“We could get away more with dreaming in those days because we didn’t have any money and when you don’t, it isn’t offensive to sing about Rolls Royces.
But if you stay in the kind of hotels we stay in, you can’t sing about wanting room service. It’s like saying, “you got there, look how I live and isn’t it great! We couldn’t do songs like “The Things That Dreams Are Made Of” now because we’ve been to Australia, we’ve crossed the Golden Gate Bridge.”
With an attitude like that, it’s not surprising that the group’s political side shows more than ever on “Hysteria”. There’s obviously “The Lebanon”, which looks at the turmoil in the Middle East.
“Actually that’s less political,” continues Phil, “than “The Sign” or “Betrayed”. “The Sing” is about the people in the government who say don’t worry about nuclear bombs, we’ll look after you.
“Betrayed” says watch out for The Tories, they’re splitting our country up. Between the north and the south. People who live in the south where the country is run from and there are plenty of jobs don’t realise how tough it is in the north.”
The Human League aren’t alone in nudging politics back into pop. The Special A.K.A. did it with “Nelson Mandela”. Bananarama are doing it with “Rought Justice”. The list is getting longer.
“Bands care,” adds Suzanne.
“I don’t think most of them do,” continues Phil. “It’s extraordinary how similar bands feel.”
Adrian’s quick to point out that there are also love songs on the LPa and the classic one must be “Louise”, a kind of follow-up to “Don’t You Want Me.”
“”Louise” must have come from a film,” says Phil, “but I don’t know which one. I can see the bus station. It’s in America with Greyhound busses pulling in and out. The guys in a coffee shop.”
So far “Hysteria” hasn’t been that warmly welcomed. After such a long delay, people often expect not just the sun, the moon and the stars but the whole galaxy.
What’s more, the Human League haven’t returned with a new image. What was new, exciting and positively subversive in ’81 – Phil’s haircut, the arrivel of two girls, saying you like Abba – is now commonplace and, of course, the Human League must take a lot of the credit for giving pop a good name again. They’re aware of this as anybody.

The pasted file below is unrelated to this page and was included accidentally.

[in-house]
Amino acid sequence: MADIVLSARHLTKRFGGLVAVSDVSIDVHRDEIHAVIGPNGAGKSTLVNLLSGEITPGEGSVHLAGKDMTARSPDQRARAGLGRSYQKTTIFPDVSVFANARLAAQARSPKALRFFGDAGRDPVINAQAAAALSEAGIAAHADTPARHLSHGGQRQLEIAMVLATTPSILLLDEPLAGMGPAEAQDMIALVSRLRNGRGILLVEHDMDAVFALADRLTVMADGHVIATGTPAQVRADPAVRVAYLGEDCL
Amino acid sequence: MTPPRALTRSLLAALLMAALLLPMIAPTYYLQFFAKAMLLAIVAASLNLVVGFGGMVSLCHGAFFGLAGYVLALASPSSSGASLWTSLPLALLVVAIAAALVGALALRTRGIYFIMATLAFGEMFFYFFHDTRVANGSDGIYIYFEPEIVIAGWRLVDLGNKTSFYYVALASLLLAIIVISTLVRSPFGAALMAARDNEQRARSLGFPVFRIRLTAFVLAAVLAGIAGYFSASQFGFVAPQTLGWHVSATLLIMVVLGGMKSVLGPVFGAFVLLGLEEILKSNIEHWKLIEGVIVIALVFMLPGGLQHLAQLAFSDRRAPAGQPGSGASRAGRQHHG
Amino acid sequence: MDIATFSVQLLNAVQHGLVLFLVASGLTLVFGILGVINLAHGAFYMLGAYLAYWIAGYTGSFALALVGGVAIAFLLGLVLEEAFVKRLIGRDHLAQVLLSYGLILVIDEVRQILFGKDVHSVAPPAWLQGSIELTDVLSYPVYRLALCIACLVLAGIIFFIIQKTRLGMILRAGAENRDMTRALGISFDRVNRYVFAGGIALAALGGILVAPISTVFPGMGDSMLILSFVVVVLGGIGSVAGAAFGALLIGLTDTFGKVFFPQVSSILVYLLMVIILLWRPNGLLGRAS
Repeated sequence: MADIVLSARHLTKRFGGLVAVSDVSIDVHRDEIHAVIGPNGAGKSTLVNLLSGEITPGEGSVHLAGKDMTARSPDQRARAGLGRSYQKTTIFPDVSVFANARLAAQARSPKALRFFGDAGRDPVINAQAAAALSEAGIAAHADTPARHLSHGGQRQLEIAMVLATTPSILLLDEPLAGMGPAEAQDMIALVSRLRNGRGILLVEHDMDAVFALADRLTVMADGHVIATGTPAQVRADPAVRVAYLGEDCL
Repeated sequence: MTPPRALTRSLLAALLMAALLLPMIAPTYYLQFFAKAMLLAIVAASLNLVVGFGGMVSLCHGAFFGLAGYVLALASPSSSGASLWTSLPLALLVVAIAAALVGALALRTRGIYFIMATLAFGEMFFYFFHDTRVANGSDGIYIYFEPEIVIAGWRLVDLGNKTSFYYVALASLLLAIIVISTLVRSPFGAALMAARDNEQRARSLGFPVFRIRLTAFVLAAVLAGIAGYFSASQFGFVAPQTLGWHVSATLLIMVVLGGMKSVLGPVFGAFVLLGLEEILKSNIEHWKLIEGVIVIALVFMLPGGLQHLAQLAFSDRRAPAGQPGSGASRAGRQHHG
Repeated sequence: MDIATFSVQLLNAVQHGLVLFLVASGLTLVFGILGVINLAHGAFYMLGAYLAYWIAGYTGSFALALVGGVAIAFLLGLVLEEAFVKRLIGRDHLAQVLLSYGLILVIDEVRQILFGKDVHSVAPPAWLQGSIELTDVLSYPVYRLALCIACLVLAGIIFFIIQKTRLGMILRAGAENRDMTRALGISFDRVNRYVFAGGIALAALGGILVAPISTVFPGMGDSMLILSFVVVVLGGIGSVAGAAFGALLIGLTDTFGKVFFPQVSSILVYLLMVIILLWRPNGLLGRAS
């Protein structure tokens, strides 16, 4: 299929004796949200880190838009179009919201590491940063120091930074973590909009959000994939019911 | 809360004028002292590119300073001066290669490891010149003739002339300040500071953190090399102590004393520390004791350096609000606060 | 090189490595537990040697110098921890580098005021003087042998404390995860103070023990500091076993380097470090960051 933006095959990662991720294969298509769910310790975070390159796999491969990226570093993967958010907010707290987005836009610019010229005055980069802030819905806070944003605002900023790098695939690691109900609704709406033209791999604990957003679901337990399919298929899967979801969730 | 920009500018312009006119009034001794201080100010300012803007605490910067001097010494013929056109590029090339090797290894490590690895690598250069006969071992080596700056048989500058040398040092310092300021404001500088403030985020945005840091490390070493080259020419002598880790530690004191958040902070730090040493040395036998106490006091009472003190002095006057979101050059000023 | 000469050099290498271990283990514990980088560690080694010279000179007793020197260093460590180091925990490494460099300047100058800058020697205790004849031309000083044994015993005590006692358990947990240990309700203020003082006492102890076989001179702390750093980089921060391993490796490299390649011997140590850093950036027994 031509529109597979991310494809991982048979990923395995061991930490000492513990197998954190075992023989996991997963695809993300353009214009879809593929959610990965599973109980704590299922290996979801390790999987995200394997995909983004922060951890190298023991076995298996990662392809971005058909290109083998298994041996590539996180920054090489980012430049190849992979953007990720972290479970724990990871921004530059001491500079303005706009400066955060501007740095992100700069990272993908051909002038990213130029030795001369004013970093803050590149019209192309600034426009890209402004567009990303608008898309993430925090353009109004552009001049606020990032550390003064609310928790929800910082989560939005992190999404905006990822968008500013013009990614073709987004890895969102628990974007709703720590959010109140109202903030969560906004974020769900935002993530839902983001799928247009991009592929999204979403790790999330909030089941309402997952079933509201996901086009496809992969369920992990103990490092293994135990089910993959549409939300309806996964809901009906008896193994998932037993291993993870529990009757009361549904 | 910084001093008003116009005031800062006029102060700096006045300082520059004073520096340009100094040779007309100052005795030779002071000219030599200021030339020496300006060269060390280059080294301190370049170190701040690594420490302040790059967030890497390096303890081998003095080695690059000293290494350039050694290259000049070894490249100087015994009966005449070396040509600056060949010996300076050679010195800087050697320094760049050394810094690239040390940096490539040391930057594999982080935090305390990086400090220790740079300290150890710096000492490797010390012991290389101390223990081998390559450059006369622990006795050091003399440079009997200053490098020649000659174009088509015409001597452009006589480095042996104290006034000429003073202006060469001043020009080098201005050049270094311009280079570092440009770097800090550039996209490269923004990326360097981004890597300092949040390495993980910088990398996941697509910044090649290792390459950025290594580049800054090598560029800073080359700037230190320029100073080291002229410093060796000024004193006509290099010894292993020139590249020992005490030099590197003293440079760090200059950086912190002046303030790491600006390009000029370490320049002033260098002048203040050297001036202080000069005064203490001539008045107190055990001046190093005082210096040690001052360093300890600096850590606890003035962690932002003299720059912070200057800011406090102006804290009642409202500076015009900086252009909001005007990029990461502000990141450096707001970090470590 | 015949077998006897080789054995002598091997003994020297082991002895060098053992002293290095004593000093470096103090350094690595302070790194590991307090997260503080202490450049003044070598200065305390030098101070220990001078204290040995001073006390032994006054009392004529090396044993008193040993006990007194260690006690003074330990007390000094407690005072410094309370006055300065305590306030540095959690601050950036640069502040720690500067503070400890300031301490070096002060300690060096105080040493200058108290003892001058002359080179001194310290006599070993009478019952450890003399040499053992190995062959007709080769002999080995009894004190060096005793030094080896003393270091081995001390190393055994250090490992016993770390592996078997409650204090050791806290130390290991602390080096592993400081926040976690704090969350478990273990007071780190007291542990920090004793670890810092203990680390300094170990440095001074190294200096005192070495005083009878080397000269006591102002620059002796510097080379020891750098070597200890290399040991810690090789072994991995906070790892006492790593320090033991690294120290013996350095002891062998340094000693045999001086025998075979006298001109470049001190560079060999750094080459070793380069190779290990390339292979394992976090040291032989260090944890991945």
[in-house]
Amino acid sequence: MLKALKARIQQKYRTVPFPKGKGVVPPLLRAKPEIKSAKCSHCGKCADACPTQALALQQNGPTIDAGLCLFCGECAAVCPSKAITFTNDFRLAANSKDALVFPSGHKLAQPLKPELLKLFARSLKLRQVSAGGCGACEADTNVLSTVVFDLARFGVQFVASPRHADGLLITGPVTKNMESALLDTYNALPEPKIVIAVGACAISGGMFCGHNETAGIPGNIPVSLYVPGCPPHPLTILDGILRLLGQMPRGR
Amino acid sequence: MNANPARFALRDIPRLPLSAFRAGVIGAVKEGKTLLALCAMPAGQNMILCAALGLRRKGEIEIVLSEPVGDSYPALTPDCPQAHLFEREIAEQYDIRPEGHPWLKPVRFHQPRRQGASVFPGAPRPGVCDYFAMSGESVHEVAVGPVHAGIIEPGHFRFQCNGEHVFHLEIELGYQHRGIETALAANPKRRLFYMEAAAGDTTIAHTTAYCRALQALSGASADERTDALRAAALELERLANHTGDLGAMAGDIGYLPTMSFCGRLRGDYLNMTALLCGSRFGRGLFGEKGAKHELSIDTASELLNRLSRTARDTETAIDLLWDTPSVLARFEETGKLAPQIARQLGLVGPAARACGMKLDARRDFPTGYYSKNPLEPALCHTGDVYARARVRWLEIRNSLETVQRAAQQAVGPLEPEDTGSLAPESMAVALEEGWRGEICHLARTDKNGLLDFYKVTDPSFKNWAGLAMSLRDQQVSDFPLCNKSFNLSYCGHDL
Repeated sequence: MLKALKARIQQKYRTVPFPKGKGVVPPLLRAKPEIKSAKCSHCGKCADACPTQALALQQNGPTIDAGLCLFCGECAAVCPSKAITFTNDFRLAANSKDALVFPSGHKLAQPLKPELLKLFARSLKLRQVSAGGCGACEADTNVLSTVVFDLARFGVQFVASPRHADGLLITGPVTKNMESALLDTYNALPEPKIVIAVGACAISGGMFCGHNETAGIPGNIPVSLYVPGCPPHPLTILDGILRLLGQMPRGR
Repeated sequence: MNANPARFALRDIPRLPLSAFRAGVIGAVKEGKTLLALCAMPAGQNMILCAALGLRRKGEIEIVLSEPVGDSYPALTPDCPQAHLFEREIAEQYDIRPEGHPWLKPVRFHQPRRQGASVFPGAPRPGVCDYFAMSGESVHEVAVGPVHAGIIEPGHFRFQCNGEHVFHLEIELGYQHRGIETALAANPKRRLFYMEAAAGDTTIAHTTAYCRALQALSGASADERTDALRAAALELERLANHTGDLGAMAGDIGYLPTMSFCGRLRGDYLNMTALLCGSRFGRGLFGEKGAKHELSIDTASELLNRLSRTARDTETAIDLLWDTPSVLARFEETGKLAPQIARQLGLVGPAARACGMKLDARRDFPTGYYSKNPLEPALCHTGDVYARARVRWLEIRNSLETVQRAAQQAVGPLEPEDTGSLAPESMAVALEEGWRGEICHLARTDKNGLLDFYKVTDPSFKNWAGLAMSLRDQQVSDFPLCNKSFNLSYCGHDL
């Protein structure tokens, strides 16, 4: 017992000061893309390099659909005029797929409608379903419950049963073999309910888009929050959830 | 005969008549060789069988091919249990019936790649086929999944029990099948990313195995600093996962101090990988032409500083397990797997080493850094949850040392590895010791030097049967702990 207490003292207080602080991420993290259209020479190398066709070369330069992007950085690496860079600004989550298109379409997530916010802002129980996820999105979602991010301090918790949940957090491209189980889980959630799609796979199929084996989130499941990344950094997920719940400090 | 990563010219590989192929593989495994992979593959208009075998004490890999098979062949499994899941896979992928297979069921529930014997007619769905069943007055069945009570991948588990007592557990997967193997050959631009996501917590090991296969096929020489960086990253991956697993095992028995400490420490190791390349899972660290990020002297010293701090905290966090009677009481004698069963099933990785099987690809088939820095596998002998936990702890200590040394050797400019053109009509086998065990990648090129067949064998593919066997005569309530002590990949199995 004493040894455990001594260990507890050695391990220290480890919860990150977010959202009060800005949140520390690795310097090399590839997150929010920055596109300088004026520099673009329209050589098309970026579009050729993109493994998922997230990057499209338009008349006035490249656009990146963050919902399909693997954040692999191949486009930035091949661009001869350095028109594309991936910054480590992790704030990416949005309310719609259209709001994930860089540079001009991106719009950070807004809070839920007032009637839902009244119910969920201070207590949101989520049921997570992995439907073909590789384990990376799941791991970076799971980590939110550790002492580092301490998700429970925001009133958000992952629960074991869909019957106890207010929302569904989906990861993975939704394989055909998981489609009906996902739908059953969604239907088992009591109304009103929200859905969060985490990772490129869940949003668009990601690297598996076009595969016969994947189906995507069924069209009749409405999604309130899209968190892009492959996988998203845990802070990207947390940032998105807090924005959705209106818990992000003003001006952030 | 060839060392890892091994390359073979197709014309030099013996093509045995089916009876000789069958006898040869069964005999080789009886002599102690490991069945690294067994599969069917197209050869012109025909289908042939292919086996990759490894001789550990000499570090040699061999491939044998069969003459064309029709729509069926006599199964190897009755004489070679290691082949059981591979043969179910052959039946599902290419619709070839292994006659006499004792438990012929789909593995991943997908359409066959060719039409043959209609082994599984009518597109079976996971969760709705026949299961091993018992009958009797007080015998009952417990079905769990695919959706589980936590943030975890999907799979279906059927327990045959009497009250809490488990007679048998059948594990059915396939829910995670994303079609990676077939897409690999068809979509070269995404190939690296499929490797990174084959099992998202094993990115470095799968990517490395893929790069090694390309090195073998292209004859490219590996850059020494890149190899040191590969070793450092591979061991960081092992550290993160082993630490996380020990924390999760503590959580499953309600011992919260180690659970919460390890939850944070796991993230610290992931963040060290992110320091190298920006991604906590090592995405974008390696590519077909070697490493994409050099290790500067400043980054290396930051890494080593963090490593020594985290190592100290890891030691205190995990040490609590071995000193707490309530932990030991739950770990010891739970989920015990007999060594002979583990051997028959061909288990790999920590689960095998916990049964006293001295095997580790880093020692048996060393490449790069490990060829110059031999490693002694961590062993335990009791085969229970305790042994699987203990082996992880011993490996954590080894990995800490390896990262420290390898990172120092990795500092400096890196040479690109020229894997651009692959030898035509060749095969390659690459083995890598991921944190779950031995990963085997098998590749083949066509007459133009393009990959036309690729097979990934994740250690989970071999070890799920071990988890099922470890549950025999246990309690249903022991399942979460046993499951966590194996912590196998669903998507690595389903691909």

Phil: “We’d love to do something different but you tell us what it is and we’ll do it.”
They discuss how extreme images are today but no-one will mention specific names, especially Phil. After he tore a strip off The Thompson Twins a year ago, he now feels great remorse”.
“When we came out,” he says, “my image was extreme. No-one had thought of doing that. But now everything’s moved on way beyond. There’s nothing you can do to beat the image of the image people. There’s no point in competing if you can’t win.”
“Besides,” Joanne chips in, “none of us would make ourselves up to look like a clown.”
“I want to ttake these people seriously,” shouts Suzanne in desperation, “but they’re not real people. Somewhere there must be a real person we never see.”
Wait a minute. Everyone’s in agreement. Am I hearing correctly? Does this mean you’re better friends than ever?
“We get on better now that we did two years ago,” confirms Ian.
“Which is really odd,” adds Phil.
Talking about just good friends, is the inside sleeve of “Hysteria” really Phil and Joanne’s sitting room in Sheffield?
“Yes,” smirks Phil. “We’ve been trying to cover the floor up but we can’t agree on a colour of carpet.”
“That’s also why there’s no furniture in the house,” returns Joanne. “We can’t agree on what we want”.
The film on the TV, by the way, is The Early Bird with Norman Wizdom (the one in the peaked hat).
“It’s a very great film,” explains Phil. “One of the greats along with Citizan Kane and The Wizard Of Oz. It’s quite like a Human League song. It’s the story of a milkman who works in a small diary with his horse Nellie and Mr Grimsdale. The consolidated Diaries move in and try to take them over. They break his bottles, poison his horse and are generally nasty. But in the end Norman beats them.
“All Human League songs are about the little people and Norman Wizdom is the perfect little person.”